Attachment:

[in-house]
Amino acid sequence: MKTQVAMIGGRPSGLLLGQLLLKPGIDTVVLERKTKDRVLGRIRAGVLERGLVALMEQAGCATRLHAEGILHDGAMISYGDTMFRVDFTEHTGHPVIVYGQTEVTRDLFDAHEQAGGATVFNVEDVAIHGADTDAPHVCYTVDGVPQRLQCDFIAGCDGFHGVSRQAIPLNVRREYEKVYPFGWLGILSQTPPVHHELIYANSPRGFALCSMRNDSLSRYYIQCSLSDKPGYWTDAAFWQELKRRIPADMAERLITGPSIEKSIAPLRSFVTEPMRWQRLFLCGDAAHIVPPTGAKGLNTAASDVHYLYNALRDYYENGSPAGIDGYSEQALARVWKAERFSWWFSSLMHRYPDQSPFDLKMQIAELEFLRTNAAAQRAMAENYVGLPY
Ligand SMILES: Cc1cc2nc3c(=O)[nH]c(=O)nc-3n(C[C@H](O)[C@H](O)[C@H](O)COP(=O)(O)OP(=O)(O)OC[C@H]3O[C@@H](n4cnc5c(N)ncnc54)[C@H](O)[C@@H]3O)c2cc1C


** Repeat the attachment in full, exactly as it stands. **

[in-house]
Amino acid sequence: MKTQVAMIGGRPSGLLLGQLLLKPGIDTVVLERKTKDRVLGRIRAGVLERGLVALMEQAGCATRLHAEGILHDGAMISYGDTMFRVDFTEHTGHPVIVYGQTEVTRDLFDAHEQAGGATVFNVEDVAIHGADTDAPHVCYTVDGVPQRLQCDFIAGCDGFHGVSRQAIPLNVRREYEKVYPFGWLGILSQTPPVHHELIYANSPRGFALCSMRNDSLSRYYIQCSLSDKPGYWTDAAFWQELKRRIPADMAERLITGPSIEKSIAPLRSFVTEPMRWQRLFLCGDAAHIVPPTGAKGLNTAASDVHYLYNALRDYYENGSPAGIDGYSEQALARVWKAERFSWWFSSLMHRYPDQSPFDLKMQIAELEFLRTNAAAQRAMAENYVGLPY
Ligand SMILES: Cc1cc2nc3c(=O)[nH]c(=O)nc-3n(C[C@H](O)[C@H](O)[C@H](O)COP(=O)(O)OP(=O)(O)OC[C@H]3O[C@@H](n4cnc5c(N)ncnc54)[C@H](O)[C@@H]3O)c2cc1C